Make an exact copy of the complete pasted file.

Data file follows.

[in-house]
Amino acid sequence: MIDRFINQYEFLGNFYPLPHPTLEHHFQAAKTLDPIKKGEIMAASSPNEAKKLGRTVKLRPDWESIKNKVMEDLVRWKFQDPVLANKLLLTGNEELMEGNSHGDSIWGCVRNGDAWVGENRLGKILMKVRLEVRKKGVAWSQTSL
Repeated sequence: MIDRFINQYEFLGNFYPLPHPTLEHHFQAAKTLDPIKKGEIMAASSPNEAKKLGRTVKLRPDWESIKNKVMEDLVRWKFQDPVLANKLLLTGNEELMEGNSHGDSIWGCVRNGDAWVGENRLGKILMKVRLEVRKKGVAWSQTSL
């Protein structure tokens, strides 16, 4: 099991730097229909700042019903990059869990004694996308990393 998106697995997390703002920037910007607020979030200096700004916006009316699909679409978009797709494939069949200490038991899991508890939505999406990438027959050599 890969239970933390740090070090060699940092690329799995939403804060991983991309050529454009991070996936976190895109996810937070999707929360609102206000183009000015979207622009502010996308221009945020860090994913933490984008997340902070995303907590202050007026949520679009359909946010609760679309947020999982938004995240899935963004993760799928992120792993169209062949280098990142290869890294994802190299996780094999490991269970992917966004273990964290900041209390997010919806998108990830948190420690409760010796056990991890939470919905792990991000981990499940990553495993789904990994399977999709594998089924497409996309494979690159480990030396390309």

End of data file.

[in-house]
Amino acid sequence: MIDRFINQYEFLGNFYPLPHPTLEHHFQAAKTLDPIKKGEIMAASSPNEAKKLGRTVKLRPDWESIKNKVMEDLVRWKFQDPVLANKLLLTGNEELMEGNSHGDSIWGCVRNGDAWVGENRLGKILMKVRLEVRKKGVAWSQTSL
Repeated sequence: MIDRFINQYEFLGNFYPLPHPTLEHHFQAAKTLDPIKKGEIMAASSPNEAKKLGRTVKLRPDWESIKNKVMEDLVRWKFQDPVLANKLLLTGNEELMEGNSHGDSIWGCVRNGDAWVGENRLGKILMKVRLEVRKKGVAWSQTSL
């Protein structure tokens, strides 16, 4: 099991730097229909700042019903990059869990004694996308990393 998106697995997390703002920037910007607020979030200096700004916006009316699909679409978009797709494939069949200490038991899991508890939505999406990438027959050599 890969239970933390740090070090060699940092690329799995939403804060991983991309050529454009991070996936976190895109996810937070999707929360609102206000183009000015979207622009502010996308221009945020860090994913933490984008997340902070995303907590202050007026949520679009359909946010609760679309947020999982938004995240899935963004993760799928992120792993169209062949280098990142290869890294994802190299996780094999490991269970992917966004273990964290900041209390997010919806998108990830948190420690409760010796056990991890939470919905792990991000981990499940990553495993789904990994399977999709594998089924497409996309494979690159480990030396390309």